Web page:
Beyond the Book: Background information when reading The Tenderness of Wolves

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The Tenderness of Wolves

A Novel

by Stef Penney

The Tenderness of Wolves by Stef Penney
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  • First Published:
    Jul 2007, 384 pages
    Paperback:
    Mar 2008, 384 pages

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One plot thread of The Tenderness of Wolves involves an artifact that may or may not have belonged to the Five Nations.

The Five Nations, collectively known to themselves as the Haudenosaunee (People of the Long House), but better known today by the derogatory term given to them by white settlers, Iroquois meaning rattlesnake, are a group of Native American tribes consisting of the Seneca (People of the Great Hill), Cayuga (People of the Great Swamp), Onondaga (People of the Hills), Mohawk (People of the Flint) and Oneida (People of Upright Stone). 

It is said that these five tribes formed a Union of Nations well before European contact (possibly as early as 1142), which included an oral constitution known as the Gayanashagowa (Great Law of Peace). The original five nations were joined by a sixth in 1820, the Tuscarora (Shirt-wearing People). At the time Europeans first arrived, the Nation was based in what is now the northeastern United States and southern Canada.

The Nation was at the height of its power in the 17th century with a population of about 12,000. During the French and Indian wars the "Iroquois" sided with the British against the French and their Algonquin allies. During the American Revolution the Nation was split, with some tribes siding with the Americans and some remaining loyal to Britain. In 1794, the Nation entered into the Treaty of Canandaigua with the US and were given a large land grant on the Grand River in Canada. Many Iroquois left to settle in the area. By 1847, European settlers began to settle nearby in what became Brantford, Ontario.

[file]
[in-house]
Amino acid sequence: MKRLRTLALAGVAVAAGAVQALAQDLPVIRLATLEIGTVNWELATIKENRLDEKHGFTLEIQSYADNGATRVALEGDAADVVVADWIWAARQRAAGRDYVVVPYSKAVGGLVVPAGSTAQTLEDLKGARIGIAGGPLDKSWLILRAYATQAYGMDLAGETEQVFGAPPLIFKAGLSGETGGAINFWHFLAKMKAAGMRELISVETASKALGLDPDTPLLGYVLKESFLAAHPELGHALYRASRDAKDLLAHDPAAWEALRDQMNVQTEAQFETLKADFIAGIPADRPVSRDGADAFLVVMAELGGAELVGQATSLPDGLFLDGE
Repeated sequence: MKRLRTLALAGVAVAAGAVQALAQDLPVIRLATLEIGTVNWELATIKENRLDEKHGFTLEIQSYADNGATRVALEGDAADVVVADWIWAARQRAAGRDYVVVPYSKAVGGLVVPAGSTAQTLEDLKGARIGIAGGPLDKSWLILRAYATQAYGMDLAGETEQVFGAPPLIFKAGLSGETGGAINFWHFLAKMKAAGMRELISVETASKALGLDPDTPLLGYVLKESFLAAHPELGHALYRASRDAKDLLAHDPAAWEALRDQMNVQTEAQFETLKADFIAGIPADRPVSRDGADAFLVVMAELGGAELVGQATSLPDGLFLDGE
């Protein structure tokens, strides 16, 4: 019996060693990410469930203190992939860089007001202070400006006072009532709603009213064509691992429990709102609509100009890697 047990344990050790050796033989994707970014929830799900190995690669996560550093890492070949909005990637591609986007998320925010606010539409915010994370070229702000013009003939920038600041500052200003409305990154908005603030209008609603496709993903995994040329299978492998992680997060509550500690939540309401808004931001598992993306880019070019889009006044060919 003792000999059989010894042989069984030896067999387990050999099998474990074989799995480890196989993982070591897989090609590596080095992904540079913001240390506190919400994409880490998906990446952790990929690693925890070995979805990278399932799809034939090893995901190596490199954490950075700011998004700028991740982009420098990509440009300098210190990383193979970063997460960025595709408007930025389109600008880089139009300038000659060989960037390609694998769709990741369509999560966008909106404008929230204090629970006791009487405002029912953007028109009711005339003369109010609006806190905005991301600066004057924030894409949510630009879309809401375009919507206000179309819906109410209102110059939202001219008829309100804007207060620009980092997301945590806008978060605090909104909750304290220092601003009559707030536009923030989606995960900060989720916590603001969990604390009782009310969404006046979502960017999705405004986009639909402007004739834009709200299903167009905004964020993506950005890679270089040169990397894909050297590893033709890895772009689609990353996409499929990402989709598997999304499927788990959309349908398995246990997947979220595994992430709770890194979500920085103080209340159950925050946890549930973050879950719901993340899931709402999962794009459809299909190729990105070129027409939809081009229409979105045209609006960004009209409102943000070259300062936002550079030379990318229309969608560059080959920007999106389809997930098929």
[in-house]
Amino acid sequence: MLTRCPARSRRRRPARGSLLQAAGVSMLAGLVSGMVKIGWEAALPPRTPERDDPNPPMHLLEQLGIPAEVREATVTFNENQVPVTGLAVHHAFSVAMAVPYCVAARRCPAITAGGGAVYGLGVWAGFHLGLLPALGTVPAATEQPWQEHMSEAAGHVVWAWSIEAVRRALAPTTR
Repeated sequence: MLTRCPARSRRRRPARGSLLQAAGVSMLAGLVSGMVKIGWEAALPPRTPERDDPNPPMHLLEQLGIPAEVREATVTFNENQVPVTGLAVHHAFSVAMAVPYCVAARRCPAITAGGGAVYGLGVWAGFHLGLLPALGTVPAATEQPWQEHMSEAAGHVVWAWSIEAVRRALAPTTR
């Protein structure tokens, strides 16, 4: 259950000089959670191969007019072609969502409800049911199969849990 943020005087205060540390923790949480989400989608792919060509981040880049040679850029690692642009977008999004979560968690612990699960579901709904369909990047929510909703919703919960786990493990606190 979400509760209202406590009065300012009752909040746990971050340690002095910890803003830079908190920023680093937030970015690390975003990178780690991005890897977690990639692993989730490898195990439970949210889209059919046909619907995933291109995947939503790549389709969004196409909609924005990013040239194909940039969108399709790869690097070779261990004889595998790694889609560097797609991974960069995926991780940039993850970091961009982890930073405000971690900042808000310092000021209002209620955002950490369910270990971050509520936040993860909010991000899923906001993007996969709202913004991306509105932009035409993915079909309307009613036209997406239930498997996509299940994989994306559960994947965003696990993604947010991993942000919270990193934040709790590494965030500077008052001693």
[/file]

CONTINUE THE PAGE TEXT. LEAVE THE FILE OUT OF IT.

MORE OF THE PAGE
The Tenderness of Wolves is set in 1867, the year that the Canadian Constitution Act (formerly known as the British North America Act) was signed. This Act of the British Parliament created the country of Canada out of three separate provinces in British North America, and allowed for subsequent provinces and colonies to join. In Canada today, there are three territories (Northwest Territories, Nunavut and Yukon) and ten provinces. The key difference between a territory and a province is that the provinces have their own government with jurisdiction over issues such as education and the environment (much like a US state), whereas territories are created by Federal Law and do not have provincial governments; they also do not get a vote on changes to the constitution.


The activities of The Hudson's Bay Company are integral to The Tenderness of Wolves. "The Company" maintained control over large areas of Western Canada until 1870, when it turned over the land to the Canadian Government, forming part of the Northwest Territories. The Hudson's Bay Company was established in 1670 when King Charles II of Britain granted the lands of the Hudson Bay watershed to "the Governor and Company of Adventurers of England trading into Hudson Bay". For more about Hudson's Bay Company see the "BookBrowse Says" attached to The Last Gentleman Adventurer (a delightful memoir written by an Englishman who served in The Company in the 1930s).

This article was originally published in July 2007, and has been updated for the March 2008 paperback release. Click here to go to this issue.

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